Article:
As the Iraqi elections approach, the interim government has decided to press forward with the trial of members of Saddam’s former Ba’athist regime. Twelve senior leaders will be the first to be tried, including Ali Hassan al-Majid (AKA Chemical Ali) and Tareq Aziz.
These men wielded great power in Saddam’s Iraq. Tareq Aziz was Saddam’s Foreign Minister who circled the globe meeting with foreign leaders, and was accustomed to the finest comforts the world had to offer. Chemical Ali was Saddam’s cousin and hatchetman, the secretary of the Ba’ath party who was responsible for the gassing of the Kurds and the numerous mass graves littering the countryside.
The men were questioned in front of Iraqi judges, and the months in prison have not been kind to them. Aziz has been described as frail and thin; Chemical Ali “looked haggard and leaned on a cane.” Even Saddam has not been immune to the rigors of prison. Saddam has become an ordinary man, with ordinary illnesses and pursuits (Saddam poetry can be viewed at this link). Saddam’s henchmen, in a futile attempt to gain sympathy for their imprisonment, have gone on a faux hunger strike, and it was rumored that Saddam himself participated.
Prison does interesting things to those fallen from power, as Albert Speer, the Nazi Germany’s Reich Minister of Armaments and War Production, expertly describes in his memoirs from Spandau prison. Men used to wielding power and influence in their nations are reduced to petty squabbles amongst themselves over latrine duty and other chores, status in the prison hierarchy, visitation rights, and other concerns They also bear witness against each other in an attempt to gain the upper hand.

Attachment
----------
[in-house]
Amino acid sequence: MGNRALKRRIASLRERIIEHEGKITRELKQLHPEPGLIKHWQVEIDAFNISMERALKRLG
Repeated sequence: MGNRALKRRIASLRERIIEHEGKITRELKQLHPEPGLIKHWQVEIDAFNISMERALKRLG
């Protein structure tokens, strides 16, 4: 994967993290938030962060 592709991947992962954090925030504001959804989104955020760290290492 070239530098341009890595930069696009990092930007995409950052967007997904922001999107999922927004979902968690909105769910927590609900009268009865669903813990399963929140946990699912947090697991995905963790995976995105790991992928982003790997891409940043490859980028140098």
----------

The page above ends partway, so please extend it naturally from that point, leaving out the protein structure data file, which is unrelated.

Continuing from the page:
Tareq Aziz has turned on his former masters, and has given testimony on Saddam ordering murders, the payoffs to foreign governments, including France, to vote against Iraq war, and bribes to United Nations officials. Coupled with the audiotapes of Chemical Ali, this should make for an interesting and revealing trial, as former regime members scramble for their lives. Chemical Ali had much to say about his crimes.
“As soon as we complete the deportations we will start attacking them everywhere according to a systematic military plan,” he says. “I will not attack them with chemicals just one day but I will continue to attack them with chemicals for 15 days.”
Al-Majid even criticises his master for being too lenient when he orders that the families of Kurdish resistance leaders should not be harmed. “A message reaches me from that great man, the father [Saddam], saying ‘Take good care of the families of the saboteurs ‘ Take good care of them? No, I will bury them with bulldozers.”
Saddam’s regime is compared to the Nazi Third Reich because it mirrored the Nazis in every aspect except for scale: Saddam’s cult of personality; Sunni superiority; the Ba’athist party, whose members were above the law; a brutal police state; the mass murder of peoples via gassings, mass shootings and other means; ethnic cleansing; wars of conquests.
The seemingly small men who committed unthinkable crimes during Saddam’s reign should not be forgotten when looking at their pitiful state today. Saddam’s allies – indifferent Western nations, the Left and the Arab Street – will decry the treatment of these “Arab statesmen”, but nothing that happens to Saddam, Chemical Ali, Tareq Aziz and the rest of Saddam’s enablers, either in prison or at the gallows, can ever repay for the unspeakable crimes they committed against their own people and the Muslims of the Middle East.
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